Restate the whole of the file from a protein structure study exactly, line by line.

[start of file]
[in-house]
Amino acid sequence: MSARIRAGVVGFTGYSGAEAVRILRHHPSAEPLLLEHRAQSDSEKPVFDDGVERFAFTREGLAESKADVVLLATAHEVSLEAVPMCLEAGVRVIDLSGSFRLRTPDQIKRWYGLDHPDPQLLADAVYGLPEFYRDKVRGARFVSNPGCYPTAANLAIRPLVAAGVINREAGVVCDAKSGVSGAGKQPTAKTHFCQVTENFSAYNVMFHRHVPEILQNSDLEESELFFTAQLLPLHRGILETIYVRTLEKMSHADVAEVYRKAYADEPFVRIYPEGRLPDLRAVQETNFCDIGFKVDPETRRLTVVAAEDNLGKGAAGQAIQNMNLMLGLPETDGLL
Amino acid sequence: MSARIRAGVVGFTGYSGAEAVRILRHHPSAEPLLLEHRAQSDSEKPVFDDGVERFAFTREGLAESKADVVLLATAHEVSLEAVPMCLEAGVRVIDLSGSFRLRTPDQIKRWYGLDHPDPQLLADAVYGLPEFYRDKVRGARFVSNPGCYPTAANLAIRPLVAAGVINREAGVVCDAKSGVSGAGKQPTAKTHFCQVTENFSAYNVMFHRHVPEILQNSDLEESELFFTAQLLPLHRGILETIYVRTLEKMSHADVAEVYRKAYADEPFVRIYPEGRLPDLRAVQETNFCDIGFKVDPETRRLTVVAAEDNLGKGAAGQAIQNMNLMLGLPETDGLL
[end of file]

[in-house]
Amino acid sequence: MSARIRAGVVGFTGYSGAEAVRILRHHPSAEPLLLEHRAQSDSEKPVFDDGVERFAFTREGLAESKADVVLLATAHEVSLEAVPMCLEAGVRVIDLSGSFRLRTPDQIKRWYGLDHPDPQLLADAVYGLPEFYRDKVRGARFVSNPGCYPTAANLAIRPLVAAGVINREAGVVCDAKSGVSGAGKQPTAKTHFCQVTENFSAYNVMFHRHVPEILQNSDLEESELFFTAQLLPLHRGILETIYVRTLEKMSHADVAEVYRKAYADEPFVRIYPEGRLPDLRAVQETNFCDIGFKVDPETRRLTVVAAEDNLGKGAAGQAIQNMNLMLGLPETDGLL
Amino acid sequence: MSARIRAGVVGFTGYSGAEAVRILRHHPSAEPLLLEHRAQSDSEKPVFDDGVERFAFTREGLAESKADVVLLATAHEVSLEAVPMCLEAGVRVIDLSGSFRLRTPDQIKRWYGLDHPDPQLLADAVYGLPEFYRDKVRGARFVSNPGCYPTAANLAIRPLVAAGVINREAGVVCDAKSGVSGAGKQPTAKTHFCQVTENFSAYNVMFHRHVPEILQNSDLEESELFFTAQLLPLHRGILETIYVRTLEKMSHADVAEVYRKAYADEPFVRIYPEGRLPDLRAVQETNFCDIGFKVDPETRRLTVVAAEDNLGKGAAGQAIQNMNLMLGLPETDGLL